Even though classically trained at the conservatory, he was also surrounded by many types of music in the culturally rich Santiago while growing up. Eventually, Virelles also discovered Bud Powell, Thelonious Monk, Andrew Hill and Don Pullen, and he would soon start studying the connections between this musical tradition and those from his birthplace.
After studying in Toronto (at the invitation of Canadian musician Jane Bunnett), he relocated to New York City in 2009 to study composition with Pulitzer Prize winner Henry Threadgill. Since then, he has established himself as one of the most sought-after pianists of his generation. He has performed and recorded with musicians as distinct as Threadgill, Mark Turner, Paul Motian, Andrew Cyrille, Chris Potter, Steve Coleman, Wadada Leo Smith, Tom Harrell, Hermeto Pascoal, Milford Graves, Ravi Coltrane, Marcus Gilmore and Román Díaz.
Virelles is a Shifting Foundation Fellow, a recipient of the Canada Council for the Arts, Louis Applebaum Award, Cristobal Díaz Ayala Travel Grant and The Jazz Gallery Commission. He was named #1 Rising Star in the Piano category by DownBeat in 2017. While a student at Humber College in Toronto he won the Oscar Peterson Prize, presented by Peterson himself. Virelles has also been mentored by jazz piano legend Barry Harris.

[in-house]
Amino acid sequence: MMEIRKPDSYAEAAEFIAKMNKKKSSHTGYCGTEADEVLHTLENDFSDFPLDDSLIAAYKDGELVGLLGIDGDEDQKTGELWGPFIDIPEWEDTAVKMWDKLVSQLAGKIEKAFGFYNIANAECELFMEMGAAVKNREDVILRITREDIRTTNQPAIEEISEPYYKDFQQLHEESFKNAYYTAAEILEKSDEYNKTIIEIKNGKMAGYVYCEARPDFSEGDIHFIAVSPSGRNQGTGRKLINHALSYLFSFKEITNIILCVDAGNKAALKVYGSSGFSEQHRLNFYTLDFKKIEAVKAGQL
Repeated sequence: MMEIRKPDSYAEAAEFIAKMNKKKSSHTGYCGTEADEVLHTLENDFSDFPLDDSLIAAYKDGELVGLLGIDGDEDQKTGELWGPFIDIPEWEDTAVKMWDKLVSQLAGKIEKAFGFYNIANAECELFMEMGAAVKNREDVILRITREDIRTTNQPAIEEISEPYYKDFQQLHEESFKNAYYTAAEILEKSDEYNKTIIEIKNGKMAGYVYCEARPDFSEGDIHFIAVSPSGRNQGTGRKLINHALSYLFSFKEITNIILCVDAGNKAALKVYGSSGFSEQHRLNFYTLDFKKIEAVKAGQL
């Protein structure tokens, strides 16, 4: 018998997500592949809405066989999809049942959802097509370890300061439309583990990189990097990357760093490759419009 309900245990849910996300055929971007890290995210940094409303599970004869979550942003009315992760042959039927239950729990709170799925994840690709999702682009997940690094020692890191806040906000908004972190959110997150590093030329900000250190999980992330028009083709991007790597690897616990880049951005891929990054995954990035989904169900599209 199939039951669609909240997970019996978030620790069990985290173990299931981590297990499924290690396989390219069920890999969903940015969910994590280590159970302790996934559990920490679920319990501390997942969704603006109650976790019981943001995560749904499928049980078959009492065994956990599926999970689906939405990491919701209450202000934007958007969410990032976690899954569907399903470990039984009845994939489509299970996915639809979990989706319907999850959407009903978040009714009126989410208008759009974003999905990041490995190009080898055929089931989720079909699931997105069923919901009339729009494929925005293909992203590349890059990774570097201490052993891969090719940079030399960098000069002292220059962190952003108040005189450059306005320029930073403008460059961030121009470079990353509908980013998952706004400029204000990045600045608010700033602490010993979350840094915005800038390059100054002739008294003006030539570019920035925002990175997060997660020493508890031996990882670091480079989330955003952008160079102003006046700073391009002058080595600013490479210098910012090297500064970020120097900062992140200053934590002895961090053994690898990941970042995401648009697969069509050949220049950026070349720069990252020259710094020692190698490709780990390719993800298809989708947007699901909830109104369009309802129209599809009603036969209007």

David’s 2012 releaseContinuumended up on many “Best Of The Year” lists, including The New York Times. Since then, he has released three albums on the Munich label ECM to critical acclaim, documenting a wide artistic range –Mbóko,Antenna, andGnosis. His latest releaseIgbó Alákọrin (The Singer's Grove) Vol I & II- a joint effort between his label El Tivoli Music and NY label Pi Recordings - is a celebration of the musical history of Santiago de Cuba. The album, which has garnered wide critical acclaim, features Santiago music legends and it was recorded at the Siboney E.G.R.E.M. Studios in this southeastern Cuban town.